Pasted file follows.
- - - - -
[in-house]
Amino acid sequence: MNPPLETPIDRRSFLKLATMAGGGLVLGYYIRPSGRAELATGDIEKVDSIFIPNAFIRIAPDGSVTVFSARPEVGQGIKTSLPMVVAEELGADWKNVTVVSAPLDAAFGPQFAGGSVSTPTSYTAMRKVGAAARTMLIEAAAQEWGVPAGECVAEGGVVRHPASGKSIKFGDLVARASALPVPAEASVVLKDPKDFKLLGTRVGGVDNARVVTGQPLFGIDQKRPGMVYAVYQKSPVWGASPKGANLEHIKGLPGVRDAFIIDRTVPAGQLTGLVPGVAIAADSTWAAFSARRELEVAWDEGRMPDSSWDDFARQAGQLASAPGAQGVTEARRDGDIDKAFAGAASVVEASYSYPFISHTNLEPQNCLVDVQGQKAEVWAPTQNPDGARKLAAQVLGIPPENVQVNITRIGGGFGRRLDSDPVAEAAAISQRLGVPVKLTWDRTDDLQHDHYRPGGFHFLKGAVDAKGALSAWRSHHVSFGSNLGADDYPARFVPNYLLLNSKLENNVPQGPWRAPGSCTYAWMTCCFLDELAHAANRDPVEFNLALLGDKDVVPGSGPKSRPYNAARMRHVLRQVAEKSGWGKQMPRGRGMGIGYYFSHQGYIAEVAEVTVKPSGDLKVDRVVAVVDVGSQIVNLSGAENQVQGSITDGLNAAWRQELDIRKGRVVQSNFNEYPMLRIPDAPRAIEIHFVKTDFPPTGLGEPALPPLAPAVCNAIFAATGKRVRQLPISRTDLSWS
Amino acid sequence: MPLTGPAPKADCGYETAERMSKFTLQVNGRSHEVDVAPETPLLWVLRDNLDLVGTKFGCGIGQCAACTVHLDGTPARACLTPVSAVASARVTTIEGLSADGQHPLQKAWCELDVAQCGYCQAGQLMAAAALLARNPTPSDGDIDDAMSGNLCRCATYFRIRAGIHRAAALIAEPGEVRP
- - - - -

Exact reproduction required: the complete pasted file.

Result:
[in-house]
Amino acid sequence: MNPPLETPIDRRSFLKLATMAGGGLVLGYYIRPSGRAELATGDIEKVDSIFIPNAFIRIAPDGSVTVFSARPEVGQGIKTSLPMVVAEELGADWKNVTVVSAPLDAAFGPQFAGGSVSTPTSYTAMRKVGAAARTMLIEAAAQEWGVPAGECVAEGGVVRHPASGKSIKFGDLVARASALPVPAEASVVLKDPKDFKLLGTRVGGVDNARVVTGQPLFGIDQKRPGMVYAVYQKSPVWGASPKGANLEHIKGLPGVRDAFIIDRTVPAGQLTGLVPGVAIAADSTWAAFSARRELEVAWDEGRMPDSSWDDFARQAGQLASAPGAQGVTEARRDGDIDKAFAGAASVVEASYSYPFISHTNLEPQNCLVDVQGQKAEVWAPTQNPDGARKLAAQVLGIPPENVQVNITRIGGGFGRRLDSDPVAEAAAISQRLGVPVKLTWDRTDDLQHDHYRPGGFHFLKGAVDAKGALSAWRSHHVSFGSNLGADDYPARFVPNYLLLNSKLENNVPQGPWRAPGSCTYAWMTCCFLDELAHAANRDPVEFNLALLGDKDVVPGSGPKSRPYNAARMRHVLRQVAEKSGWGKQMPRGRGMGIGYYFSHQGYIAEVAEVTVKPSGDLKVDRVVAVVDVGSQIVNLSGAENQVQGSITDGLNAAWRQELDIRKGRVVQSNFNEYPMLRIPDAPRAIEIHFVKTDFPPTGLGEPALPPLAPAVCNAIFAATGKRVRQLPISRTDLSWS
Amino acid sequence: MPLTGPAPKADCGYETAERMSKFTLQVNGRSHEVDVAPETPLLWVLRDNLDLVGTKFGCGIGQCAACTVHLDGTPARACLTPVSAVASARVTTIEGLSADGQHPLQKAWCELDVAQCGYCQAGQLMAAAALLARNPTPSDGDIDDAMSGNLCRCATYFRIRAGIHRAAALIAEPGEVRP